The present invention relates to an expandable intraluminal endoprosthesis comprising a tubular member having a first and second end and a wall surface disposed between said first and second end, the wall having a substantially uniform thickness and having a first diameter in a first, unexpanded state which permits intraluminal delivery of the member into a lumen of a body passageway, particularly a blood vessel, which member is capable of acquiring a second diameter in an expanded and deformed state upon the application from the interior of the tubular member of a radially outwardly extending force, which second diameter is variable and dependent on the amount of said force applied to the tubular member, whereby the tubular member may be expanded and deformed to expand the lumen of the body passageway. More particularly the invention relates to an expandable intraluminal vascular endoprosthesis which is especially useful for repairing or reconstructing blood vessels narrowed or occluded by a disease. Commonly this kind of medical device is referred to as vascular stent or graft.
Stents are prosthetic devices which are implanted inside a lumen in order to provide support for its wall and to assure an undisturbed flow through the lumen. This is particularly important in the field of angioplasty which is concerned with the repair and reconstruction of blood vessels. In that particular field stents are implanted within the vascular system to reinforce collapsing, partially occluded, weakened, or abnormally dilated sections of blood vessels. More generally, however, stents can be used inside the lumen of any physiological conduit or duct including the arteries, veins, bile ducts, the urinary tract, alimentary tracts, the tracheobronchial tree, a cerebral aqueduct and the genitourinary system. Moreover stents can be used inside lumina of animals besides humans.
Generally two types of stents may be distinguished. First there are self-expandable stents which automatically expand once they are released to assume a permanent deployed, expanded state. These stents expand to a defined diameter and are unable to remodel the true vascular anatomy over lengths greater than 2 cm. Their drawback is that the physician needs to place the right device and thereby has to rely on information derived from fluoro and angiographic equipment. A second type of stents concerns the so-called balloon expandable stents which generally involve a tubular member capable of receiving a balloon of a balloon-tipped catheter by means of which it may be deployed. The present invention particularly pertains to this second kind of stents.
A common procedure for implanting a balloon-expandable stent in a blood vessel involves mounting the stent in its unexpanded, crimped state on a balloon-tip catheter of a suitable delivery system. The catheter is then slipped through an incision in the vessel wall and down the length of the vessel until it is positioned to bridge the diseased or narrowed portion of the vessel. The stent is then expanded with the aid of the balloon-catheter against the internal wall of the vessel. This may be done after the vessel has been predialated and it has been determined that a stent is necessary. Alternatively the vessel could be dilated by the stent itself while the latter is expanded by means of the balloon. It both cases the stent will maintain its deployed, expanded form once the balloon is evacuated and the catheter retracted again in order to provide a permanent support for the blood vessel concerned.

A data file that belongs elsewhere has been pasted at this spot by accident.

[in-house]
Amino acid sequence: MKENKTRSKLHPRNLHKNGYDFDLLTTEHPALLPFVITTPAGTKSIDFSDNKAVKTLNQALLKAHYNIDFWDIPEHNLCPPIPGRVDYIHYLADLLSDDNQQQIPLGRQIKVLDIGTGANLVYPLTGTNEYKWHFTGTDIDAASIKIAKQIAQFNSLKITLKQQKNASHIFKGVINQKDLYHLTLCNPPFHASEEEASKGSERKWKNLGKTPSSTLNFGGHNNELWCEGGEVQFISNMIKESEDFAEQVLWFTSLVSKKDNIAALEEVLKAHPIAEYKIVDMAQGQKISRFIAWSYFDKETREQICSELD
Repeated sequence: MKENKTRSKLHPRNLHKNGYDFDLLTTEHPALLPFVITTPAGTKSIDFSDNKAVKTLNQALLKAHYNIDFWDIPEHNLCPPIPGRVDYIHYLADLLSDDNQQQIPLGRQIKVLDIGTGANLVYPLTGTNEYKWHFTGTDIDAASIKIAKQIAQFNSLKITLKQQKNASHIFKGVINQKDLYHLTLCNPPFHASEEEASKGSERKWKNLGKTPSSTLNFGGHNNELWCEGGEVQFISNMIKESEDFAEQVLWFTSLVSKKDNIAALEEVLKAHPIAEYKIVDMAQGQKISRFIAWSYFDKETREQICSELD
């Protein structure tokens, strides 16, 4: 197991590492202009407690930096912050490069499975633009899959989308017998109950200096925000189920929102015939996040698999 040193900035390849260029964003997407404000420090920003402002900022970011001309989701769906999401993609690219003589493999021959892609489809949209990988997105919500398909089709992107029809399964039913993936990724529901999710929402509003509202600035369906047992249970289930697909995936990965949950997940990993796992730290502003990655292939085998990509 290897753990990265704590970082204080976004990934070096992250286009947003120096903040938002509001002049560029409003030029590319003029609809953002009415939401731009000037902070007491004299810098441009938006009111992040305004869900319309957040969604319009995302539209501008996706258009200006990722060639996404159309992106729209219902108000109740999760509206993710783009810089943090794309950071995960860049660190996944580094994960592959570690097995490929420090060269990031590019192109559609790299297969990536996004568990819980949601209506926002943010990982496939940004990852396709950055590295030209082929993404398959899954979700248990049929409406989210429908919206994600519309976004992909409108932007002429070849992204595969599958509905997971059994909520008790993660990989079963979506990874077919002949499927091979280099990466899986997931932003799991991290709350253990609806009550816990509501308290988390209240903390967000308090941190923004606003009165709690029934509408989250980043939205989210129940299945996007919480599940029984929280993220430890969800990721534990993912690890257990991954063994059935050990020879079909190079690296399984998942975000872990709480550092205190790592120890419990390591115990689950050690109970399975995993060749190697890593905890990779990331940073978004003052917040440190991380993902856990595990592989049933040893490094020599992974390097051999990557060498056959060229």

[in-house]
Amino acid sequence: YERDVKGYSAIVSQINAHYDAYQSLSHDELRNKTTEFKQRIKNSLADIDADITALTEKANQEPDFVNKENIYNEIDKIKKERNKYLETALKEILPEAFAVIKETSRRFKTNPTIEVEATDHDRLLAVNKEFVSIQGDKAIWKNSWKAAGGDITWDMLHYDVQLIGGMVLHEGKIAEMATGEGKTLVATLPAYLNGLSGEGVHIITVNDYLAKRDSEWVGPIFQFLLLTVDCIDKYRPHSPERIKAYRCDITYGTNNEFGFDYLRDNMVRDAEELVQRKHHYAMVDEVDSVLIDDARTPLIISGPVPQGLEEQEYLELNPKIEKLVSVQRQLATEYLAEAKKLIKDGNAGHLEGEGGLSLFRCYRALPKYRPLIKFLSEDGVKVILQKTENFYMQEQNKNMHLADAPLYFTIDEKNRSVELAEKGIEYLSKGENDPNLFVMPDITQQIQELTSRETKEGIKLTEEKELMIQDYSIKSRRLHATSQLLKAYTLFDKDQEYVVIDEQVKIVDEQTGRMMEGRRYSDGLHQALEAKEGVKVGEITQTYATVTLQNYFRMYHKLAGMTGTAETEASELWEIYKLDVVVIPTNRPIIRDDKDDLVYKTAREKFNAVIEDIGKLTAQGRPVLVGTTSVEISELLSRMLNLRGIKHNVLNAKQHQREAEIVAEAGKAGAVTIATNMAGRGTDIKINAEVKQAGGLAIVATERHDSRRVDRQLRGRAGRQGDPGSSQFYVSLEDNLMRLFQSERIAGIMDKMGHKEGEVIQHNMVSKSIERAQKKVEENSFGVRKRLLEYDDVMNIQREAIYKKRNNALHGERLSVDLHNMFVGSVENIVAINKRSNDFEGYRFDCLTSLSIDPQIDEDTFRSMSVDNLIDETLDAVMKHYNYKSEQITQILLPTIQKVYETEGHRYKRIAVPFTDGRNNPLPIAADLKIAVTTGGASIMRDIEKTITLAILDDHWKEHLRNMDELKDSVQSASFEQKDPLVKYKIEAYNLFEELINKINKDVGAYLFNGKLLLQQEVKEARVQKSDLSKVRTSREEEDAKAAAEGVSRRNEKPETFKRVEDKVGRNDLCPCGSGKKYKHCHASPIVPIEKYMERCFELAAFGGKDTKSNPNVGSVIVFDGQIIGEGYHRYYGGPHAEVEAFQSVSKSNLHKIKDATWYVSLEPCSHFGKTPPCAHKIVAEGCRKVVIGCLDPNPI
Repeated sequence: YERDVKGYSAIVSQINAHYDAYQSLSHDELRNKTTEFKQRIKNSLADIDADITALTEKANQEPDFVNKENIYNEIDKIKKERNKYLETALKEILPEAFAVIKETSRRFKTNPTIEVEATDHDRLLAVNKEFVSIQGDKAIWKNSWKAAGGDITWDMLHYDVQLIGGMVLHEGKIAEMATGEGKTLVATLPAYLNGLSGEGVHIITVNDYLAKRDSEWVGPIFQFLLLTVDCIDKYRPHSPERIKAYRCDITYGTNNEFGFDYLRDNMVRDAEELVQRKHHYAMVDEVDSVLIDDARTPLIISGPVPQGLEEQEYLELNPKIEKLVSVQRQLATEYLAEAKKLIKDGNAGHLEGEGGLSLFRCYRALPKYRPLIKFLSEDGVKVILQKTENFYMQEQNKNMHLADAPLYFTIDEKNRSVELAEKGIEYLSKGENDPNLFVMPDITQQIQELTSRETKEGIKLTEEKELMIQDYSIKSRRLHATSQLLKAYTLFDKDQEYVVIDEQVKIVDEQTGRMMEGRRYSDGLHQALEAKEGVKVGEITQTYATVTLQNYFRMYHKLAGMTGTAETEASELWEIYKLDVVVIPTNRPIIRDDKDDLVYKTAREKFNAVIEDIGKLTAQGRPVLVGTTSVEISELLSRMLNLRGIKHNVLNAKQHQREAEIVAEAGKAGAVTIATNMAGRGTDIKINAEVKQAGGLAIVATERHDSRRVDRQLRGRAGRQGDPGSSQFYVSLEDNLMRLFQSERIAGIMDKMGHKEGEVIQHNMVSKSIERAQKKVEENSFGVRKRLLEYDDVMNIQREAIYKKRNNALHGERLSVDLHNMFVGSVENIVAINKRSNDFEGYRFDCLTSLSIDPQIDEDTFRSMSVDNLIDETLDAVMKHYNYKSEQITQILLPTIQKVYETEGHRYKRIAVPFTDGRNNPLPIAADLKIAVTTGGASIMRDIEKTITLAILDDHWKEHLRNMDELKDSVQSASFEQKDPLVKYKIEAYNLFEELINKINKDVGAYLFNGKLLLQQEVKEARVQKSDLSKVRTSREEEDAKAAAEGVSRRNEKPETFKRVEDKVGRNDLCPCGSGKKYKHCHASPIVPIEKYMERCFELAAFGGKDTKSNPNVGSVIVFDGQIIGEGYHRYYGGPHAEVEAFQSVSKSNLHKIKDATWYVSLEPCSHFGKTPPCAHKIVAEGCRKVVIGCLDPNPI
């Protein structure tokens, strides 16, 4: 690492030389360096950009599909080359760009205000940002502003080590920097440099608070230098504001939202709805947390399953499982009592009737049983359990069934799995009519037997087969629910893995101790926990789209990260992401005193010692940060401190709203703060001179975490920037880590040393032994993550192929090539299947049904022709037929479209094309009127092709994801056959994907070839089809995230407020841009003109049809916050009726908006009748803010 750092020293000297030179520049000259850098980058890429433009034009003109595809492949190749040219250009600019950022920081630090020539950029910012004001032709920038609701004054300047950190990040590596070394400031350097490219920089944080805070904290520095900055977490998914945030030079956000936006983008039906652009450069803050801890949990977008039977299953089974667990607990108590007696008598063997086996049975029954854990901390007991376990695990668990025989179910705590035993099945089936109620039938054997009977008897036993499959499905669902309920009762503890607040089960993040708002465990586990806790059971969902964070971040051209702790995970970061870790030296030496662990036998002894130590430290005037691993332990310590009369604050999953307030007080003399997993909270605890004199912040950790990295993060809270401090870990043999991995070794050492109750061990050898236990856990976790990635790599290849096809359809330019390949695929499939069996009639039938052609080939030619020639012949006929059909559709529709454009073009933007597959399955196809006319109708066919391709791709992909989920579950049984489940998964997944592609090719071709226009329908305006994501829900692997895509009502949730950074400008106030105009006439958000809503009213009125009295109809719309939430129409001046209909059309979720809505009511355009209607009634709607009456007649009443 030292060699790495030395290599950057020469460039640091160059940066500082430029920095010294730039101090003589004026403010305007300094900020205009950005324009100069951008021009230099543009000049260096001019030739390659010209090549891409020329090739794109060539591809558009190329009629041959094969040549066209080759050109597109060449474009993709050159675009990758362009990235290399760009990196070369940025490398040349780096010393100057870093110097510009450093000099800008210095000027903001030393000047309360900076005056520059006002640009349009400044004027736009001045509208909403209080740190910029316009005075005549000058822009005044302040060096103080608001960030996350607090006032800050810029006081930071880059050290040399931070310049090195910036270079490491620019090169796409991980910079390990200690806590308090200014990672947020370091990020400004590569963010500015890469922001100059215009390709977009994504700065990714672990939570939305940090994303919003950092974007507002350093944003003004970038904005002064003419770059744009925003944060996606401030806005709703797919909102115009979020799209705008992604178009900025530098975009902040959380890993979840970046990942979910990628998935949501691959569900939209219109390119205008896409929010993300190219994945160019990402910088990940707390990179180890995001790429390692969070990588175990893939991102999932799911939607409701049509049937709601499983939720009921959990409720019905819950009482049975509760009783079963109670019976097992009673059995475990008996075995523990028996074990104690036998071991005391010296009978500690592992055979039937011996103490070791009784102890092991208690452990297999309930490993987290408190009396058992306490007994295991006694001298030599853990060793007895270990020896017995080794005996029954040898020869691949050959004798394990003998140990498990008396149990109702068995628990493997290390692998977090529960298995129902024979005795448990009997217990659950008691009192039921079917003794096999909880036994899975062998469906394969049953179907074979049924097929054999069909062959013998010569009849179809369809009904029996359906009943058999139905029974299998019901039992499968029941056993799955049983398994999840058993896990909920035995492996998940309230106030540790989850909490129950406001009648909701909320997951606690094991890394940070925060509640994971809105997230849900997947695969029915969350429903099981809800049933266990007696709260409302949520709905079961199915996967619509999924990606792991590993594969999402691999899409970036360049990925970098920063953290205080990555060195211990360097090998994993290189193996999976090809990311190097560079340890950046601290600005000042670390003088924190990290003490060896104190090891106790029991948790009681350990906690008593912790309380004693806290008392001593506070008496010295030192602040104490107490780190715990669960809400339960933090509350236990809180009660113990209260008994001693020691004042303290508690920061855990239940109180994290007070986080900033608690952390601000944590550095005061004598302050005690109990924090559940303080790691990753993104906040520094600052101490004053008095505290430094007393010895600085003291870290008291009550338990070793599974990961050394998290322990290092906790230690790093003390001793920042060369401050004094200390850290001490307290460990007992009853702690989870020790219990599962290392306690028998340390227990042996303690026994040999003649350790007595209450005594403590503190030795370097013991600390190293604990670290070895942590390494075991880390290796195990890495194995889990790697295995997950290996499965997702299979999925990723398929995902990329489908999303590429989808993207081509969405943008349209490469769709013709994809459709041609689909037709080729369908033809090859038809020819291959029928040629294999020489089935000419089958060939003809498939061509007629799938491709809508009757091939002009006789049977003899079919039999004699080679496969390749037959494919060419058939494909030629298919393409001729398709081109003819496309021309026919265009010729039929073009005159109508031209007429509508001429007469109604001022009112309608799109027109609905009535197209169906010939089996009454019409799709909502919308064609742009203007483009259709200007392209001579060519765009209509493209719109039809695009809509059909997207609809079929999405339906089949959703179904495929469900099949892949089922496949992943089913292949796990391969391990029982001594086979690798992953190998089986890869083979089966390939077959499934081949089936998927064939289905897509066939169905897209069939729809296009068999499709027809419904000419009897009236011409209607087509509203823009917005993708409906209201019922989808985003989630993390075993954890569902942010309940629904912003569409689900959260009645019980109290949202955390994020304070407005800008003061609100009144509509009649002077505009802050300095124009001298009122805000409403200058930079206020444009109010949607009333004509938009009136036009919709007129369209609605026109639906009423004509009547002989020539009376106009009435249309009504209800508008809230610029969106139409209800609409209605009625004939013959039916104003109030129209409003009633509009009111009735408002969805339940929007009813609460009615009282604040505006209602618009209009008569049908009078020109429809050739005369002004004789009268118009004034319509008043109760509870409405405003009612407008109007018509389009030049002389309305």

A wide overview of vascular stents which are nowadays available is given in the Handbook of Coronary Stents by Patrick W. Serruys et al. of the Rotterdam Thoraxcentre Interventional Cardiology Group. This overview describes at page 21 ff. the so called Palmaz-Schatz™ stent as the gold standard in the field of stents. This stent concerns a number of consecutive slotted tubes of stainless steel which are mutually connected by means of one or more bridges. Although this stent is most widely used and tested in practice, it has been implanted in over 600000 patients all over the world, it still suffers from a number of drawbacks. The main drawbacks have to do with the stent-to-vessel-ratio uniformity and crimped as well as deployed flexibility. The stent-to-vessel-ratio involves the degree to which the vessel is supported by the stent in its expanded state and should not only be high, but preferably also uniform throughout the length of the stent. However, due to the inevitable bridges between adjacent tubes of the Palmaz-Schatz™ stent, there will be a bare area between adjacent segments of the stent once it has been deployed giving rise to a decreased and even poor stent-to-vessel-ratio at these locations. The other drawback concerns the rather high rigidness of the stent segments in their crimped and deployed state. As a consequence the stent has only a limited flexibility which hinders the delivery of the stent to its intended position inside the body. The poor deployed flexibility of this stent gives rise to a straightening of the vessel over segments longer than typically 2 cm which appears to be a primary cause for late term restenosis of the stented area. Typically this occurs after about 6 months after surgical post procedural.